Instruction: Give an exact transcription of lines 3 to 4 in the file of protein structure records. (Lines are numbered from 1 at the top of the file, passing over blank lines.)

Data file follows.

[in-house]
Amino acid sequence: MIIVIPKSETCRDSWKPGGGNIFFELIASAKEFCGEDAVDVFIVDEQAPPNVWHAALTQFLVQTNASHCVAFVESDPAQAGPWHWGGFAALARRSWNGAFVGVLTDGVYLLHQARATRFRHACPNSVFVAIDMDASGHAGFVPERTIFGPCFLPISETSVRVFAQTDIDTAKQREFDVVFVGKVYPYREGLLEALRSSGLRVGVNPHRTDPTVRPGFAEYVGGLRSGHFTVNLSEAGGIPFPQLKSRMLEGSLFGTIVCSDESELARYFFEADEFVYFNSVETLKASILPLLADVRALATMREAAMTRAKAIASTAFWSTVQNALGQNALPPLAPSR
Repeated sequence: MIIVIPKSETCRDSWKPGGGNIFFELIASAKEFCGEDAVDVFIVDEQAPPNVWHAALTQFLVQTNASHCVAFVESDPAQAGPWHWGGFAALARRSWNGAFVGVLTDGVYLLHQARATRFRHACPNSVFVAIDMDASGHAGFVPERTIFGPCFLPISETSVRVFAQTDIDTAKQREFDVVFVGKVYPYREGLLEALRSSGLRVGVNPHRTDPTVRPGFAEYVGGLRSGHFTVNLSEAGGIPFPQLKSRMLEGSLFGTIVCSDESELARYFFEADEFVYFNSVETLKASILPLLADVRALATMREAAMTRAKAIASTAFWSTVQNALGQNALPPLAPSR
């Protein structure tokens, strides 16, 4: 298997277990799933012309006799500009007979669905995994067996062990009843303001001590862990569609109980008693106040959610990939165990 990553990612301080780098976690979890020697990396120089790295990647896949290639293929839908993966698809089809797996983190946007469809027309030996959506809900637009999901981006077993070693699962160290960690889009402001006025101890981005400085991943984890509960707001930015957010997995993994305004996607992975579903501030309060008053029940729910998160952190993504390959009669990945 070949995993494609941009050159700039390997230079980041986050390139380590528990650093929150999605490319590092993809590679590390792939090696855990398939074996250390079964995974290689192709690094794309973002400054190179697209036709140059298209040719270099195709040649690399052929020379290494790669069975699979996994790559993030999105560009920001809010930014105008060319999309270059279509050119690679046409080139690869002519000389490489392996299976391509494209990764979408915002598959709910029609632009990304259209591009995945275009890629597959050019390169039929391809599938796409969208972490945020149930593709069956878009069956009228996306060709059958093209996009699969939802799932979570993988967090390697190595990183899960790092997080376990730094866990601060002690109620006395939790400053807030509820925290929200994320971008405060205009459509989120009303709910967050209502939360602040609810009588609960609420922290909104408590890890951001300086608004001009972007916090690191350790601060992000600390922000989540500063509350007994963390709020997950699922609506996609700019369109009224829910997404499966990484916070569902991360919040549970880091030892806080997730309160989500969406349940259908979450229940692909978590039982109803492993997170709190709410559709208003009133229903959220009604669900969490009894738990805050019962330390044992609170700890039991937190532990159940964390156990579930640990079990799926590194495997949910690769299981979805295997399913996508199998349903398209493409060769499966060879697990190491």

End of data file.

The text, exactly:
Repeated sequence: MIIVIPKSETCRDSWKPGGGNIFFELIASAKEFCGEDAVDVFIVDEQAPPNVWHAALTQFLVQTNASHCVAFVESDPAQAGPWHWGGFAALARRSWNGAFVGVLTDGVYLLHQARATRFRHACPNSVFVAIDMDASGHAGFVPERTIFGPCFLPISETSVRVFAQTDIDTAKQREFDVVFVGKVYPYREGLLEALRSSGLRVGVNPHRTDPTVRPGFAEYVGGLRSGHFTVNLSEAGGIPFPQLKSRMLEGSLFGTIVCSDESELARYFFEADEFVYFNSVETLKASILPLLADVRALATMREAAMTRAKAIASTAFWSTVQNALGQNALPPLAPSR
């Protein structure tokens, strides 16, 4: 298997277990799933012309006799500009007979669905995994067996062990009843303001001590862990569609109980008693106040959610990939165990 990553990612301080780098976690979890020697990396120089790295990647896949290639293929839908993966698809089809797996983190946007469809027309030996959506809900637009999901981006077993070693699962160290960690889009402001006025101890981005400085991943984890509960707001930015957010997995993994305004996607992975579903501030309060008053029940729910998160952190993504390959009669990945 070949995993494609941009050159700039390997230079980041986050390139380590528990650093929150999605490319590092993809590679590390792939090696855990398939074996250390079964995974290689192709690094794309973002400054190179697209036709140059298209040719270099195709040649690399052929020379290494790669069975699979996994790559993030999105560009920001809010930014105008060319999309270059279509050119690679046409080139690869002519000389490489392996299976391509494209990764979408915002598959709910029609632009990304259209591009995945275009890629597959050019390169039929391809599938796409969208972490945020149930593709069956878009069956009228996306060709059958093209996009699969939802799932979570993988967090390697190595990183899960790092997080376990730094866990601060002690109620006395939790400053807030509820925290929200994320971008405060205009459509989120009303709910967050209502939360602040609810009588609960609420922290909104408590890890951001300086608004001009972007916090690191350790601060992000600390922000989540500063509350007994963390709020997950699922609506996609700019369109009224829910997404499966990484916070569902991360919040549970880091030892806080997730309160989500969406349940259908979450229940692909978590039982109803492993997170709190709410559709208003009133229903959220009604669900969490009894738990805050019962330390044992609170700890039991937190532990159940964390156990579930640990079990799926590194495997949910690769299981979805295997399913996508199998349903398209493409060769499966060879697990190491």